If Eavesdropper feels like an improv class aimed at aspiring television soap and sitcom actors rather than a fully developed stage play, it's probably partly due to the fact that the cast members don't have much of a script to work with. The characters are so one-dimensional that it's almost as if the playwright had given each actor a single personality trait like "angry lesbian," "bored cop," or "oafish frat boy" and simply told them to get up on stage and act out the clichés. The unripe, improvisational atmosphere is further underlined by the fact that all the action takes place in a narrow wedge of space in the middle of the cluttered stage. The right side is reserved throughout for the bathtub and its unwitting bather, while clusters of actors at assorted levels of drunkenness and debauchery mill about distractingly in "party mode," stage left.

Far from enriching the theatrical experience, the constantly changing cocktail of L.A. and S.F. cast members only serves to exacerbate the flawed script and monosyllabic blocking. According to Matthew Quinn, C.A.F.E.'s producing artistic director (though not the director of the play itself — that honor befalls Andrew Libby), the L.A. run was conceived much like a TV soap opera, with a revolving cast and therefore very little rehearsal time. It was originally mounted in roughly two weeks, with new actors coming on board with as little as a couple of days' rehearsal. "The actors basically learn their lines, walk the scene through once or twice, and then just get up and do it," Quinn explained in a phone conversation the other day.

But no matter how accustomed an actor might be to delivering a performance under these challenging conditions, the soap opera approach isn't necessarily an asset, especially for a theater production that involves fluctuating casts from differing backgrounds. Eavesdropper isn't a vehicle for a couple of TV stars, with supporting actors popping in and out according to the demands of a weekly script. It's a live piece of ensemble theater, and as such, requires extreme synergy from everyone on stage. It's pretty difficult for actors to achieve the necessary repartee among their characters or understand the dynamics of the drama if they don't get to rehearse or perform with the same scene partners on a consistent basis. And without that crucial sense of ensemble, the relationships cannot remain anything but stupefyingly superficial.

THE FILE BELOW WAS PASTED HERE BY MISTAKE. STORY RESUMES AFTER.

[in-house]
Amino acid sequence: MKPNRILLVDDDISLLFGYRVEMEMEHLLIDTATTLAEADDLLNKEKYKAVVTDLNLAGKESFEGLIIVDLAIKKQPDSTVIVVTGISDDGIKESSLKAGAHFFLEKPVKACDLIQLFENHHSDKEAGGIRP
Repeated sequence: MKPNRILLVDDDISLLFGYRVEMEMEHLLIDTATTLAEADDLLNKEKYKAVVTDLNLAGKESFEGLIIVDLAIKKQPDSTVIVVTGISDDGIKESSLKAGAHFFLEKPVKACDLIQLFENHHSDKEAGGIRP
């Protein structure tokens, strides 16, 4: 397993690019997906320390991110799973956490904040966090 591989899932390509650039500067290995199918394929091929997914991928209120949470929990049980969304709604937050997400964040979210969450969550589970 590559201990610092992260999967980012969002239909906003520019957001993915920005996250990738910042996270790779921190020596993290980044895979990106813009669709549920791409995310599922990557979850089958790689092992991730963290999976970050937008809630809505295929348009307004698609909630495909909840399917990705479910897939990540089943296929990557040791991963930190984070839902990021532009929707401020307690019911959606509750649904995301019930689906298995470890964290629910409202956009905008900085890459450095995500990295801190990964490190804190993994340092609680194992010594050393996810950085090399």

This exchange between Southern and Northern California actors doesn't quite work on stage, but it's apparently proving fertile off it. According to Quinn, performers at both ends of I-5 are learning new techniques from their counterparts up north or down south. Quinn says that S.F. actors are discovering ways to "just get up and do it" while L.A. actors are acquiring renewed dedication to their craft. These sound like gross generalizations to me — S.F. actors are every bit as capable of thinking on their feet as L.A. performers, and Southern California actors know just as much about acting technique as we do up here. Still, I do buy the notion that the project is providing wonderful opportunities for networking between the two camps. It's just a shame that it takes paying members of the public to act as a catalyst for the conversation.